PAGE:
Richter Scale

Europe’s Greece, America’s Afghanistan

Why are the investments Europe and the United States made in Greece and Afghanistan, respectively, failing to bear fruit?

Credit: Pavel Ignatov/


  • Greece adopted the euro on January 1, 2001, a mere nine months before the events of 9/11 put Afghanistan squarely in the American consciousness.
  • The results so far are sobering. Greece and Afghanistan are hardly in better shape today than they were a decade ago.

The parallels between Greece (from a European perspective) and Afghanistan (from an American perspective) are astounding. Both have turned out to be very expensive engagements, taking up extraordinary amounts of decision-makers’ time in Brussels and in Washington. Both have disproportionately dominated global news headlines for quite a long time.

And yet, for the extraordinary degree of European and American engagement, the growing expectation is that much of the effort will be for naught. The principal reason for this disappointing state of affairs is that Greece and Afghanistan have political leaderships focused mostly on serving their own personal interests. In both countries, there is widespread corruption and a general inclination among the elites to take foreigners for a ride.

No wonder then that, in both Europe and the United States, there are now profound questions about the viability of their ventures.

Greece adopted the euro on January 1, 2001, a mere nine months before the events of 9/11 put Afghanistan squarely in the American consciousness. The Europeans and the Americans embarked on their respective endeavors of reshaping Greece and Afghanistan with high hopes. The general expectation was that their engagements would help remake what were notoriously troubled countries by modernizing their economies, societies and politics.

And yet, for the hundreds of billions of euros the Europeans have put into the bailout of Greece (with at least a couple of hundred billion more to come), and for the trillion or so dollars the Americans have spent on the war in Afghanistan, the results so far are sobering. Both places are hardly in better shape today than they were a decade ago.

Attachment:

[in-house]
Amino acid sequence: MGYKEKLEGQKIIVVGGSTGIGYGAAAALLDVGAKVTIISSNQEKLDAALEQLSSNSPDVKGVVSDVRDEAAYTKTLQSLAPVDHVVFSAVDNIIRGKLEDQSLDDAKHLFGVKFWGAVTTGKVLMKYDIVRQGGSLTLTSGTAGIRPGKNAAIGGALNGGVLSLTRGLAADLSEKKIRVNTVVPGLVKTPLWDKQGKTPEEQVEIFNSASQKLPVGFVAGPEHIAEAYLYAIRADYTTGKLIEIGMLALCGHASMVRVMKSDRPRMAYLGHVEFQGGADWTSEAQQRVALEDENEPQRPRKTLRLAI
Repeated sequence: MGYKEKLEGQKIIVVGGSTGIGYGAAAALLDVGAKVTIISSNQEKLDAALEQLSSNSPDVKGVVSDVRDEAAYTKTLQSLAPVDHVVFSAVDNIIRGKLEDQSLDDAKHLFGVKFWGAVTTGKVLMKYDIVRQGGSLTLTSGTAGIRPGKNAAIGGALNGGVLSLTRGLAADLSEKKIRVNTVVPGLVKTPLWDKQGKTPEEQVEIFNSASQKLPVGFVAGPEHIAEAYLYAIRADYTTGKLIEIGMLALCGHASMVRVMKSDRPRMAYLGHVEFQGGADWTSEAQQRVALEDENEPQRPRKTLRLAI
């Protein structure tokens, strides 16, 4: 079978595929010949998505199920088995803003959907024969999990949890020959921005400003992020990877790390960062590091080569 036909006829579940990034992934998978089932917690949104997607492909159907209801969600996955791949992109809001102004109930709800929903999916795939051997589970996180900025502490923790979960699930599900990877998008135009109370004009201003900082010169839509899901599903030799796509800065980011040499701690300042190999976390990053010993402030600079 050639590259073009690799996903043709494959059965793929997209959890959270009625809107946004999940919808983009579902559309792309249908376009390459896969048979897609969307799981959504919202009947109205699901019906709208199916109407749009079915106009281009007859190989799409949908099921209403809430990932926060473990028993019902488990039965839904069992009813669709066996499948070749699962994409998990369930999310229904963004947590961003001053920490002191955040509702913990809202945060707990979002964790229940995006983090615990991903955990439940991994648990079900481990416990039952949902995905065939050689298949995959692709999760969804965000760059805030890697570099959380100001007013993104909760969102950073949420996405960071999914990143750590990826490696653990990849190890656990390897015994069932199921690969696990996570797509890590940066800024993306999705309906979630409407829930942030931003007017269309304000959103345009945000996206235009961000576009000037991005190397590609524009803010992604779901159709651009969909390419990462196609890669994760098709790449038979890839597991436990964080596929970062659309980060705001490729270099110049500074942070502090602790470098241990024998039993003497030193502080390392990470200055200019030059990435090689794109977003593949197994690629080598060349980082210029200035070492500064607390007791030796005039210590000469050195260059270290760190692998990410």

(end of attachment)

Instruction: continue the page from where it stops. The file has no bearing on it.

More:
To be sure, the Europeans and the Americans are culpable of having taken their eyes off the ball for key periods of time during their supposed intense engagements.

Unfortunately, once Greece had adopted the euro, the rest of Europe treated it in a manner reminiscent of how the Americans treated Afghanistan after the withdrawal of the Soviets in 1989. Its “engagement” was perfunctory at best. Left to its own devices, Greece’s old wounds festered once again, only now with much more money flowing in.

Politics of corruption

For the Americans, it was the costly and unnecessary involvement in the Iraq war that jeopardized, if not fatally undermined, their high hopes for remaking Afghanistan. That “sideshow” nixed what was already slim chance of turning what is, at its core, a fundamentally medieval society into a functioning nation.

Afghanistan’s tribal conflicts simply run too deep to be “fixed.” Its economy, insofar as it is not based on opium production, depends heavily on inflows of financial aid from the United States. Moreover, its broader neighborhood, treacherous as it is, provides no support for the United States’ vague hopes of creating a “new Afghanistan.”

Yet, when offered a helping hand for the reconstruction of their country, Afghanistan’s leading politicians and cabinet ministers choose instead to take the whole arm. Their destructive practice of using high office, through family ties, for private gain, starts right at the top with President Hamid Karzai. But he and his clan are just one of many focused almost entirely on their self-interest, rather than the nation’s interest.

In Greece, it is not so much that the top politicians are corrupt. Rather, their vice is that they have proven incapable (or unwilling or both) to put an end to endemic corruption throughout society and to curb tax evasion by the rich.

The end results, though, are the same. Despite the inflow of billions — whether predominantly in financial aid (as in Afghanistan’s case) or capital inflows (as in Greece’s) — very little has been used by those in political power to remake their own countries.

As a consequence, Europeans and Americans now both resort to surrealist rhetoric. Europeans still claim that Greece won’t default. After Defense Secretary Leon Panetta blurted out “we’re winning” during his trip to Afghanistan last December, official U.S. proclamations have tended to employ squishy statements like “making progress,” “fulfilling commitments,” and “achieving goals.”

In both cases, a realistic, if highly sobering, assessment seems still quite a distance away.

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About Stephan Richter

Director of the Global Ideas Center, a global network of authors and analysts, and Editor-in-Chief of The Globalist.

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